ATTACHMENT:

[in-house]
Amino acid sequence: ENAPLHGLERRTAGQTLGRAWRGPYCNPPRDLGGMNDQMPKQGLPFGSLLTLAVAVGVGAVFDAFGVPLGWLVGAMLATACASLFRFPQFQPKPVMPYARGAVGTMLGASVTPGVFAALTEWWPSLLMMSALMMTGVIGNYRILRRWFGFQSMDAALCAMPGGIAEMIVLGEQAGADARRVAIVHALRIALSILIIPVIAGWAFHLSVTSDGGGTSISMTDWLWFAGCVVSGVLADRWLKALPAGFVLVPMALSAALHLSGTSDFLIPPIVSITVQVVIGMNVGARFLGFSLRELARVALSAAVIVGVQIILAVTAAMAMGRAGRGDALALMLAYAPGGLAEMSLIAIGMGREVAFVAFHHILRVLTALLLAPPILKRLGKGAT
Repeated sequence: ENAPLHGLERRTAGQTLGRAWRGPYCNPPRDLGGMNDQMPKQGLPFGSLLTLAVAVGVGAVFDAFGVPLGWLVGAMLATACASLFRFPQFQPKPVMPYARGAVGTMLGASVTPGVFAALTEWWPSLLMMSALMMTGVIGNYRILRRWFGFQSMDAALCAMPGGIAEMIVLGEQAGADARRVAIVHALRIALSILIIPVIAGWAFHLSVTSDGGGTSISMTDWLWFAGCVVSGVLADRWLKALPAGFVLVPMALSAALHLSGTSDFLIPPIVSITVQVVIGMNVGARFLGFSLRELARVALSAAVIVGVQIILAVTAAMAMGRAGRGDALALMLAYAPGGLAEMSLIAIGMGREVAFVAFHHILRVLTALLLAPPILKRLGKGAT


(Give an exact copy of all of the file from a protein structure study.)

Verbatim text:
[in-house]
Amino acid sequence: ENAPLHGLERRTAGQTLGRAWRGPYCNPPRDLGGMNDQMPKQGLPFGSLLTLAVAVGVGAVFDAFGVPLGWLVGAMLATACASLFRFPQFQPKPVMPYARGAVGTMLGASVTPGVFAALTEWWPSLLMMSALMMTGVIGNYRILRRWFGFQSMDAALCAMPGGIAEMIVLGEQAGADARRVAIVHALRIALSILIIPVIAGWAFHLSVTSDGGGTSISMTDWLWFAGCVVSGVLADRWLKALPAGFVLVPMALSAALHLSGTSDFLIPPIVSITVQVVIGMNVGARFLGFSLRELARVALSAAVIVGVQIILAVTAAMAMGRAGRGDALALMLAYAPGGLAEMSLIAIGMGREVAFVAFHHILRVLTALLLAPPILKRLGKGAT
Repeated sequence: ENAPLHGLERRTAGQTLGRAWRGPYCNPPRDLGGMNDQMPKQGLPFGSLLTLAVAVGVGAVFDAFGVPLGWLVGAMLATACASLFRFPQFQPKPVMPYARGAVGTMLGASVTPGVFAALTEWWPSLLMMSALMMTGVIGNYRILRRWFGFQSMDAALCAMPGGIAEMIVLGEQAGADARRVAIVHALRIALSILIIPVIAGWAFHLSVTSDGGGTSISMTDWLWFAGCVVSGVLADRWLKALPAGFVLVPMALSAALHLSGTSDFLIPPIVSITVQVVIGMNVGARFLGFSLRELARVALSAAVIVGVQIILAVTAAMAMGRAGRGDALALMLAYAPGGLAEMSLIAIGMGREVAFVAFHHILRVLTALLLAPPILKRLGKGAT